Searching For the Next Yeah Yeah Yeahs
Big Bear, um, living large
Oneida + Big Bear + The Coke Dares + Awesome Color Mercury Lounge October 21, 2005
Having babysat both Yeah Yeah Yeahs and Liars during Brooklyn's last rock boom, the trio still watch their opening bands snag sweet deals some five years and seven albums on.
If Beta is right and Oneida is forever doomed to watch its onetime curtain-jerkers become take over the world, it seemed to make sense to go see Oneida and grab an early look at the bands that the glossies will be jamming down our throats in a couple of years. So here's Status Ain't Hood's report on Oneida's newest crop of openers.
Awesome Color is a band from Ann Arbor led by a husky bearded dude in a tie-dyed shirt who got very, very drunk on Friday night and ripped some truly non-heroic guitar heroics. The band plays a noisy bar-band churn, sometimes making halfhearted attempts at MC5ian triumphal frat choogle. Its songs are mostly really long and really boring, and they keep inviting their friends onstage: a guy who does a weird werewolf dance and sings and a guy who plays saxophone and runs through the crowd. They're not very good at stage banter (bass player: "Oneida are a lot better at stage banter than we are"). And they play for a ridiculously tedious 45 minutes, way longer than any opening band ever needs to play.
The verdict: Awesome Color is not going to blow up.
The Coke Dares, a trio from Bloomington, Indiana, play burly and gleefully dumb Motorheadian punk-metal songs that average about 45 seconds in length, guitar solos included. Their jokey lyrics are about zombies and asshole mechanics and stuff like that, and their stage banter is strictly overblown fake-rock-star stuff (they just toured with Grand Buffet, which makes perfect sense). The big guitarist guy is funnier than the big bass-player guy. The three members each wear shirts with one word of the band's name ("The" "Coke" "Dares"), and the drummer's name is Jeff Jeff. The band relies entirely on its schtick, of course, but the schtick works; the endless barrage of unbelievably short songs just gets funnier as the set goes on ("We have seven songs left; we'll be off the stage in five minutes"), and they never get boring. They hit squeeze a nice harmony into their choruses from time to time, but the music itself isn't really the point.
The verdict: The Coke Dares aren't ever going to blow up as such; I can't picture them on MTV2. But I can see them becoming way more popular than they are; their fun, dumb appeal is hard to deny, and they'll only get better as they grow more confident with their schtick. They're a perfect opening band: not much of a threat to blow the headliner off the stage but virtually guaranteed to make the night more enjoyable.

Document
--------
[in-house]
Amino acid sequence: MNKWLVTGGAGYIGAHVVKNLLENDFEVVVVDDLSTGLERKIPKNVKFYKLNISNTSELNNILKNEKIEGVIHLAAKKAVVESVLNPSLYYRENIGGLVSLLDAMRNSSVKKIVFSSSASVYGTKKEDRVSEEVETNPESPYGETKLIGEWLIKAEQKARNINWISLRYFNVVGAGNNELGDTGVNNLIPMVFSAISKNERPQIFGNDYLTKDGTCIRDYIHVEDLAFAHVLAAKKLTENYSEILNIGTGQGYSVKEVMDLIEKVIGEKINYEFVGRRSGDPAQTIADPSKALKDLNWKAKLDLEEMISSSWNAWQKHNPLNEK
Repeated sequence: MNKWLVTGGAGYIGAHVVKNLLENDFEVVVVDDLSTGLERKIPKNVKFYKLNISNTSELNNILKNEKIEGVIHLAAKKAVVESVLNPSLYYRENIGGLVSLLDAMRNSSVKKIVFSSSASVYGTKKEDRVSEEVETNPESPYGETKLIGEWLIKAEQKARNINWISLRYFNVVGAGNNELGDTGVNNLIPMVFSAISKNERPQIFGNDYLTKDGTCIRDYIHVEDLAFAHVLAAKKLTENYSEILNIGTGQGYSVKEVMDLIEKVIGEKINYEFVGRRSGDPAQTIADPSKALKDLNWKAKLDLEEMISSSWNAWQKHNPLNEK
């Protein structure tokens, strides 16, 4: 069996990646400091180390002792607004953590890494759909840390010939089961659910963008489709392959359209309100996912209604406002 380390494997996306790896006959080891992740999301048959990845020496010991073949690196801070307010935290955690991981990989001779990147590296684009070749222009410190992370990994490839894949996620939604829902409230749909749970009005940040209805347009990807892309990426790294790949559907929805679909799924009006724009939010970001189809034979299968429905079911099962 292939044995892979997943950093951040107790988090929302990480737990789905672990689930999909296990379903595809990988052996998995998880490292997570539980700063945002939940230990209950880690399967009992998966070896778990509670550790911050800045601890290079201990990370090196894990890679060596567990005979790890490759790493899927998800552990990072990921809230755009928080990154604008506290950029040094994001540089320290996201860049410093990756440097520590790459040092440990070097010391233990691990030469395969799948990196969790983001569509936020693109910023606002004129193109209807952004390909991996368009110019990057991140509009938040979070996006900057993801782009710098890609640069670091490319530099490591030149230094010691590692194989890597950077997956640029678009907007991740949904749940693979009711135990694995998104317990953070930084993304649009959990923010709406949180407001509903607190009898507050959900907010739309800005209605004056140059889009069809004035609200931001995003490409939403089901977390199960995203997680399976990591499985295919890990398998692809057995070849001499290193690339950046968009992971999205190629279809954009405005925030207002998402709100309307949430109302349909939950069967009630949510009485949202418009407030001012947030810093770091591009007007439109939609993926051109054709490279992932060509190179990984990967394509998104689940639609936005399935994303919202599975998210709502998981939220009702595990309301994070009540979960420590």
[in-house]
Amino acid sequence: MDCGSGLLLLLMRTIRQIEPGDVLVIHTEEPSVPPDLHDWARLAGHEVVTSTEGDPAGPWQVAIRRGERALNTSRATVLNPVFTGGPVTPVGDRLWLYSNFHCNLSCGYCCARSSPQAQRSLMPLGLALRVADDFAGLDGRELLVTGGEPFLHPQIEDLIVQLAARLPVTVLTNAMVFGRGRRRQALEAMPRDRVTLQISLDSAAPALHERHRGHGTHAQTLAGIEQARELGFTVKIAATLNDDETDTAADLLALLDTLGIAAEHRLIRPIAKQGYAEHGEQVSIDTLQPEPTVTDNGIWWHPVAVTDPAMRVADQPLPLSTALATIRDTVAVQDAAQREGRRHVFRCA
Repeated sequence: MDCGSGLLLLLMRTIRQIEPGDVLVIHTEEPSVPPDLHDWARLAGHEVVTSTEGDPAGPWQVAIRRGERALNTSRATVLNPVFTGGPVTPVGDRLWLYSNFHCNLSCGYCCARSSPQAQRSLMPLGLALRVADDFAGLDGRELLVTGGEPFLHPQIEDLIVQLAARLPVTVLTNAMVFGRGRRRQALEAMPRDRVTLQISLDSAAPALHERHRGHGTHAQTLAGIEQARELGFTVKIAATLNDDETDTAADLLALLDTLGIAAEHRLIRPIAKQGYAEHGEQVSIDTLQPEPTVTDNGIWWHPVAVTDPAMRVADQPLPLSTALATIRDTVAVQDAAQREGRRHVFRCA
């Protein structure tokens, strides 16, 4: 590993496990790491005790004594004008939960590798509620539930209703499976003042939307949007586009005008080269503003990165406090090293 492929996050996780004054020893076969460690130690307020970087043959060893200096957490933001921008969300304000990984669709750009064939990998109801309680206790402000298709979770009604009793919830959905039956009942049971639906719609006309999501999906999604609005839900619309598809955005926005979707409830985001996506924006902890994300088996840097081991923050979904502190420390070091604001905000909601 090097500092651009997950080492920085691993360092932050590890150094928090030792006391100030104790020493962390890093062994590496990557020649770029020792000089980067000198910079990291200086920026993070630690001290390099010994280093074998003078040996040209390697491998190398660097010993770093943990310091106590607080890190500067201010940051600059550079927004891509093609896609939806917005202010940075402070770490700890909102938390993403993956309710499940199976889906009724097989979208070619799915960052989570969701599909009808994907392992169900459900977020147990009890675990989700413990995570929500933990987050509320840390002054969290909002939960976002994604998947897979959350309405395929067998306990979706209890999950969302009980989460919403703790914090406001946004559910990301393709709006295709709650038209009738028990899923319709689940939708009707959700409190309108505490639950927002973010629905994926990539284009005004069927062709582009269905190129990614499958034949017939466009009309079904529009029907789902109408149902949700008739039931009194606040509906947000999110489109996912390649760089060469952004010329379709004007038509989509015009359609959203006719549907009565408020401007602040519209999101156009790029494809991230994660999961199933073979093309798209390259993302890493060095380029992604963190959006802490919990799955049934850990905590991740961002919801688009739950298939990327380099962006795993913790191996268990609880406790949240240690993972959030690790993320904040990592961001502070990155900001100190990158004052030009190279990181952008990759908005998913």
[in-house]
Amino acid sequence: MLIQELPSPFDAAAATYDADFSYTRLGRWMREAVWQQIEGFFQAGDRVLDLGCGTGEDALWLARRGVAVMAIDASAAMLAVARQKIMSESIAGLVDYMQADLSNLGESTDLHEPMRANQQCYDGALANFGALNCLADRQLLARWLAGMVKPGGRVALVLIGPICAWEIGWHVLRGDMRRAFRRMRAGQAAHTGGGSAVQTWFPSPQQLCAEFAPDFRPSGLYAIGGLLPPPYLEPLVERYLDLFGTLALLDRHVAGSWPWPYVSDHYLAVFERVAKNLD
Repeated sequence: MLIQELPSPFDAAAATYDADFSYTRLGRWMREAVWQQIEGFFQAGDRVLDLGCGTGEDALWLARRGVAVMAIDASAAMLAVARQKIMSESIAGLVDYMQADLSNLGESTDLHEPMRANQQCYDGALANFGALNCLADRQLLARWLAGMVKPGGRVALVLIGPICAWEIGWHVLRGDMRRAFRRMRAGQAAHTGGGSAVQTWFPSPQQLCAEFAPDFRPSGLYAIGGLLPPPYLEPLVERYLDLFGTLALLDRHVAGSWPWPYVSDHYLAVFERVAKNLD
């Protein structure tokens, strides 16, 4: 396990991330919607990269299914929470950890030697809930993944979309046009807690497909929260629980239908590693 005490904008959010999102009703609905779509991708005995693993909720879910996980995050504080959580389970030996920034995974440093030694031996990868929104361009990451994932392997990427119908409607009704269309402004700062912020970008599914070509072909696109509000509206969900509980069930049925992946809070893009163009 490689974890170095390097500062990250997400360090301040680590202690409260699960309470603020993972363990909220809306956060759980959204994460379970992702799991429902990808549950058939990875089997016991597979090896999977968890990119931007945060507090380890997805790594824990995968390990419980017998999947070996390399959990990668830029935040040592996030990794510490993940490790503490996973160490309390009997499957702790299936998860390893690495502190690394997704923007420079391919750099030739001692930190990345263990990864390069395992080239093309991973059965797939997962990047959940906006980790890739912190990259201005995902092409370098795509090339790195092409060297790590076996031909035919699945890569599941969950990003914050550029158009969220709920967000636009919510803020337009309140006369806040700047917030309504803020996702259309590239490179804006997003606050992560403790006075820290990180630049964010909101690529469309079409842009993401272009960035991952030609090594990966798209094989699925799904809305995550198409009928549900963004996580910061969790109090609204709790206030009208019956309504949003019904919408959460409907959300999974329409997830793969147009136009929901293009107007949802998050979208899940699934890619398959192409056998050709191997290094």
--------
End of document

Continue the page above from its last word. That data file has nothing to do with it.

The band of the night with the best chance of blowing up was Big Bear, a female-fronted Boston band that plays jagged, screamy spazzcore, almost shocking in its ferocity especially considering how mild-mannered everyone in the band seems between songs. The band's brand of math-metal is more ragged than most of the stuff in Decibel these days, though it's certianly more Dillinger Escape Plan than Lightning Bolt. The songs lurch unpredictably between time signatures, but the primal force of the music remains fully intact. The crowd didn't know what to make of them, of course, but this was a Mercury Lounge crowd, so it wasn't all that surprising.
The verdict: Big Bear isn't going to blow up indie-style; their music is way too fierce to fit with the sniffly pastoralism that has taken over indie-rock lately. But I can see them getting on Headbangers' Ball if someone ever throws a decent recording budget at them.
I was going to write about Oneida, too, but then they started out with an unbelievably irritating ten-minute bloopy keyboard vamp, something like what Stereolab must sound like for people who hate Stereolab. I couldn't handle it, so I left.
Voice review: Andy Beta on Oneida's The Wedding
Get the This Week's Top Stories Newsletter
Every week we collect the latest news, music and arts stories — along with film and food reviews and the best things to do this week — so that you'll never miss Village Voice's biggest stories.